Employing the techniques of the past in the service of contemporary exploration, I seek to add a fresh voice to the sometimes venerable, sometimes dusty and archaic tradition of large-scale figurative painting, while subtly addressing the mythology, objectification and subjugation of women. My subjects are at first glance close to home-new mothers, friends, lovers, artists, dancers-but are then quickly placed at a distance via edgy modification, rigorous technique, minimal contexts and composition, and idiosyncratic use of color. I am also interested in social presentation, artifice, and simulation as they relate to my subjects. I hope to peel away a gossamer thin layer of reality, not just to document the real but also to reveal what might be.


 Written by Margaret Hawkins, art critic;
Published in Art News (October 2007)

Rose Freymuth-Frazier’s oil paintings – represented here by ten portraits and two renderings of flamboyant women’s shoes – have an irresistible but guilt-inducing appeal. Her sensuous confections veer toward the corny soft porn of romance-novel covers but imbue the subjects with unexpected intensity.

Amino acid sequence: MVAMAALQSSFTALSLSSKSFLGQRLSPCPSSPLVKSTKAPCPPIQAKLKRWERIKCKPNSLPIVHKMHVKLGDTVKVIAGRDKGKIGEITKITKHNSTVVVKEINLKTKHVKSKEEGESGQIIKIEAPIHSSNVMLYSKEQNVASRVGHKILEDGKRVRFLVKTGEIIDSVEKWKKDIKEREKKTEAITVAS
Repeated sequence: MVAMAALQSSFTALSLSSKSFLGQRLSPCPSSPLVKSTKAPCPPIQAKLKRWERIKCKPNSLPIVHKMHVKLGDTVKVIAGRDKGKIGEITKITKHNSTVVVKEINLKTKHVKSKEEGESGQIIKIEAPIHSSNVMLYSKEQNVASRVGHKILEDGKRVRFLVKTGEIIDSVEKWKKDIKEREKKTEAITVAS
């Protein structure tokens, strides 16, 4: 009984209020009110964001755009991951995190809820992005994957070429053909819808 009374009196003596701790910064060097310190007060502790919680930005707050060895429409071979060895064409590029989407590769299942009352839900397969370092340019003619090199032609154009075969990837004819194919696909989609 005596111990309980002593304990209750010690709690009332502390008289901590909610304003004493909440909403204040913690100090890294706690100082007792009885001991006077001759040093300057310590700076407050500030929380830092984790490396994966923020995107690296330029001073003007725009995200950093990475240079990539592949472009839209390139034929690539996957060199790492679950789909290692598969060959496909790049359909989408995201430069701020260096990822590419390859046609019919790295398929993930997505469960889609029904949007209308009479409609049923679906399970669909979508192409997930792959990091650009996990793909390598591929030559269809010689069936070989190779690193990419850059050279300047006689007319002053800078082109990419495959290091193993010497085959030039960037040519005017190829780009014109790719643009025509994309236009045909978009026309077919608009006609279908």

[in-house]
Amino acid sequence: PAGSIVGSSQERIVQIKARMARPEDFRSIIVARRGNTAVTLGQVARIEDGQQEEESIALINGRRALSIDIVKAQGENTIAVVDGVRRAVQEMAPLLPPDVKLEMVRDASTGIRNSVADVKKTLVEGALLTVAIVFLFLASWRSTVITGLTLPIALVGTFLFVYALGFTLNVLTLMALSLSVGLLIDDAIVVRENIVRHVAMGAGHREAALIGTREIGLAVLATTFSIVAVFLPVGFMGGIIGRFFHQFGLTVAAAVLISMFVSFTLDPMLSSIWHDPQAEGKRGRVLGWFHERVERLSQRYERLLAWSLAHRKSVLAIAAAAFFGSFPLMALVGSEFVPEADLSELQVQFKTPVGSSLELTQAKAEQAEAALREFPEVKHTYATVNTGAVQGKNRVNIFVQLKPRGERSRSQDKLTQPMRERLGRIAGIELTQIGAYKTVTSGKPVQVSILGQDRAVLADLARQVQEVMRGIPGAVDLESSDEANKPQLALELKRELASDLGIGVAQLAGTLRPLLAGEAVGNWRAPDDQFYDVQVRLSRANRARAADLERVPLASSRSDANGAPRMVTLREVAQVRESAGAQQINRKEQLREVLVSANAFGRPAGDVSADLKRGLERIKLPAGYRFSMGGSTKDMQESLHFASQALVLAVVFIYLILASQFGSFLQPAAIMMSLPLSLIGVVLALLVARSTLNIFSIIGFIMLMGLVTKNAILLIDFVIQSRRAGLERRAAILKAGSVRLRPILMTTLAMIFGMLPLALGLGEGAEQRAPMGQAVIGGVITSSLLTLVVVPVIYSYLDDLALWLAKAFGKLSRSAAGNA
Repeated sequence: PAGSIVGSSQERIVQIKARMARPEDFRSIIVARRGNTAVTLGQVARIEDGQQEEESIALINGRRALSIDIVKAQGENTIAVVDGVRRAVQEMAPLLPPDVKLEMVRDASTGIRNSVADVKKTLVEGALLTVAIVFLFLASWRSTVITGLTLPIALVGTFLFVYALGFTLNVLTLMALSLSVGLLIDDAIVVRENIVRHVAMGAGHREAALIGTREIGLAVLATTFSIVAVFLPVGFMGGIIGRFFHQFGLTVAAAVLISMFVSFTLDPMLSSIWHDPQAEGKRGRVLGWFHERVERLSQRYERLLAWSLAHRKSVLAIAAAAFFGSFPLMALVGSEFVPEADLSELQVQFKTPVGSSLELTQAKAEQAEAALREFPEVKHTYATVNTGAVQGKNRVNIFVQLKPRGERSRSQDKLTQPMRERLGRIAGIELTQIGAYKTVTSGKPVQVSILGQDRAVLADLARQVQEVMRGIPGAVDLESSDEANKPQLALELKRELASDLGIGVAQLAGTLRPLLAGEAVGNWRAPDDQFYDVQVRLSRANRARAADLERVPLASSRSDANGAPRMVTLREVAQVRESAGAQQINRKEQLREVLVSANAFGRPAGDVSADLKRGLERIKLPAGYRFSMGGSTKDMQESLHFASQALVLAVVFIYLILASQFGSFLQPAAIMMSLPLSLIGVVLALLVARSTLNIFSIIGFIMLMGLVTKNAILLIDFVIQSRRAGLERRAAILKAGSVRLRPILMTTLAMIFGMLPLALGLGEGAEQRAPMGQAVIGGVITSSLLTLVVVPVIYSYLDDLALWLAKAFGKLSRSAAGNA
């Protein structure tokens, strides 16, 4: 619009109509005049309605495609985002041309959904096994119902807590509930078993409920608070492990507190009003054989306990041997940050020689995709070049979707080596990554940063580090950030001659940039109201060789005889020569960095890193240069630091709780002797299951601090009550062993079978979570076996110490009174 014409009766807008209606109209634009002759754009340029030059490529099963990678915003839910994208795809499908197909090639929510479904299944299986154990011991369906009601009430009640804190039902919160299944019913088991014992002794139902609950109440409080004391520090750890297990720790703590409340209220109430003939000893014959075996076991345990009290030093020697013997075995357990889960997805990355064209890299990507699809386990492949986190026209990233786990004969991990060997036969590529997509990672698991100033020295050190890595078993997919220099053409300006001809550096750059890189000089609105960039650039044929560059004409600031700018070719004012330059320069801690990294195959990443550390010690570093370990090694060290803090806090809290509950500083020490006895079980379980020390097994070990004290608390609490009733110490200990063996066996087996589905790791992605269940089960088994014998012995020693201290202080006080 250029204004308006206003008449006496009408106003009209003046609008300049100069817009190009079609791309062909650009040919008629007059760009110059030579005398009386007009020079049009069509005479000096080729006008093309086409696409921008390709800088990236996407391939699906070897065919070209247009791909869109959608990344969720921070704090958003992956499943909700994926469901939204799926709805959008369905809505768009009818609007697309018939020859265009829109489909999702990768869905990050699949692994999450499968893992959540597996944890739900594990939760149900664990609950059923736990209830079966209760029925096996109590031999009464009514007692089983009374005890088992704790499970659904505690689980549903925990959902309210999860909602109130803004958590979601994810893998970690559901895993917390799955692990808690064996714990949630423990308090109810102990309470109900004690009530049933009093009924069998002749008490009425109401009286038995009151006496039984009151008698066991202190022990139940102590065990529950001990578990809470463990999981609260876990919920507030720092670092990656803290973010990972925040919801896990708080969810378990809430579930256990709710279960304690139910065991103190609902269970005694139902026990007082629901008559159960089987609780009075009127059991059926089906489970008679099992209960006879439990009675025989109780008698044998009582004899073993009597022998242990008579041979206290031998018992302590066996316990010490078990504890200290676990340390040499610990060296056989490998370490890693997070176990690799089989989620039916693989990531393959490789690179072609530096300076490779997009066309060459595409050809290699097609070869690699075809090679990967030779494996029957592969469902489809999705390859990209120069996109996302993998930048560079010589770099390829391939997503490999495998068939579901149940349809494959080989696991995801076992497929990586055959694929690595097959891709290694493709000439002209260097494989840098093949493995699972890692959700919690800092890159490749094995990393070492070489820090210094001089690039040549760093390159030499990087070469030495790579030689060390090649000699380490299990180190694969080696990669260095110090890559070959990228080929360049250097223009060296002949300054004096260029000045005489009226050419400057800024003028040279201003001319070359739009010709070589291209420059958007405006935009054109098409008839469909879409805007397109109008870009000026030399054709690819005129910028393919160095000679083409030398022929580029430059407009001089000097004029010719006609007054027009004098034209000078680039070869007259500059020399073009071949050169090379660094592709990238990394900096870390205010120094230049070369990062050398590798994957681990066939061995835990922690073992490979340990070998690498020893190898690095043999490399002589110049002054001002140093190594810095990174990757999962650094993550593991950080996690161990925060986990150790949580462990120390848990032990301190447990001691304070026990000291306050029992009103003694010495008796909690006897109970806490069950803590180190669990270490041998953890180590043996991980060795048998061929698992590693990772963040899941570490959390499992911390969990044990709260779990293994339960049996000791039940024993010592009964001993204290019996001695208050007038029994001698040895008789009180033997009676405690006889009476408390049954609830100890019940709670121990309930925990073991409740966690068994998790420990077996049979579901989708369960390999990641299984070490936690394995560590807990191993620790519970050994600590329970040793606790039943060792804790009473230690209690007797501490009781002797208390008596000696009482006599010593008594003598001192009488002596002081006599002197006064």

The flesh of the figures, which are almost always alluring, sometimes nude, women, glows with a kind of overheated ardor. The subjects are ripe, even when they appear to be dressed in mourning, as in “Dahlia” (2007). “Redhead” (2006) places a classic temptress of this genre in front of a juicy gray-green background swimming with light. The subject’s skin is milky, her exposed breasts ample. With her sexy elbow-length black lace gloves, her closed eyes, and her expectant expression, she appears both brazen and innocent.

Freymuth-Frazier pays the same attention to the details of desire and fetish in the depictions of shoes, like the painful-looking platforms in “Electric Blue Luscious” (2007), but it is in her portraits that she demonstrates her chops.

“Dina (Singer)” (2006), is a head shot of young black girl in Rasta braids and an orange jacket, drenched in light. This painting, like all Freymuth-Frazier’s soulful portraits set against glowing grounds, suggests a slightly seedy, slightly cheesy, and highly seductive nightlife.



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